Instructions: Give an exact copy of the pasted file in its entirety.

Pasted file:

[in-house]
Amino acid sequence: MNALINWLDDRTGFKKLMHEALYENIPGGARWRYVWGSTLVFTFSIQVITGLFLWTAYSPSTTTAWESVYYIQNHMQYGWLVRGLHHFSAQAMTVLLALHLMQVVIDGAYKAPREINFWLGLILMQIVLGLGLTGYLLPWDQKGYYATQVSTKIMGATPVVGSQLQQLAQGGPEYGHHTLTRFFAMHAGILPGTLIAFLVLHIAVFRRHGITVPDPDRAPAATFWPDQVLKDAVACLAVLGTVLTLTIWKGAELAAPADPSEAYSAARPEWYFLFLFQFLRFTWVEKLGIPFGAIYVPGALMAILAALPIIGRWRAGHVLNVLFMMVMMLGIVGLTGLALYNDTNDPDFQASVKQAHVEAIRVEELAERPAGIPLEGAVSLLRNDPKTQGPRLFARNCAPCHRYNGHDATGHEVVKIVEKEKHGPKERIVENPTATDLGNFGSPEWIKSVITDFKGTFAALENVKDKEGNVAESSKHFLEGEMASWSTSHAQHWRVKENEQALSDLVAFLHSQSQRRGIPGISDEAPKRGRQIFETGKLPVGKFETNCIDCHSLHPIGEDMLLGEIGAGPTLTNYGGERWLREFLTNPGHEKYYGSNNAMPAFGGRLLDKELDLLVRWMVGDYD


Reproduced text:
[in-house]
Amino acid sequence: MNALINWLDDRTGFKKLMHEALYENIPGGARWRYVWGSTLVFTFSIQVITGLFLWTAYSPSTTTAWESVYYIQNHMQYGWLVRGLHHFSAQAMTVLLALHLMQVVIDGAYKAPREINFWLGLILMQIVLGLGLTGYLLPWDQKGYYATQVSTKIMGATPVVGSQLQQLAQGGPEYGHHTLTRFFAMHAGILPGTLIAFLVLHIAVFRRHGITVPDPDRAPAATFWPDQVLKDAVACLAVLGTVLTLTIWKGAELAAPADPSEAYSAARPEWYFLFLFQFLRFTWVEKLGIPFGAIYVPGALMAILAALPIIGRWRAGHVLNVLFMMVMMLGIVGLTGLALYNDTNDPDFQASVKQAHVEAIRVEELAERPAGIPLEGAVSLLRNDPKTQGPRLFARNCAPCHRYNGHDATGHEVVKIVEKEKHGPKERIVENPTATDLGNFGSPEWIKSVITDFKGTFAALENVKDKEGNVAESSKHFLEGEMASWSTSHAQHWRVKENEQALSDLVAFLHSQSQRRGIPGISDEAPKRGRQIFETGKLPVGKFETNCIDCHSLHPIGEDMLLGEIGAGPTLTNYGGERWLREFLTNPGHEKYYGSNNAMPAFGGRLLDKELDLLVRWMVGDYD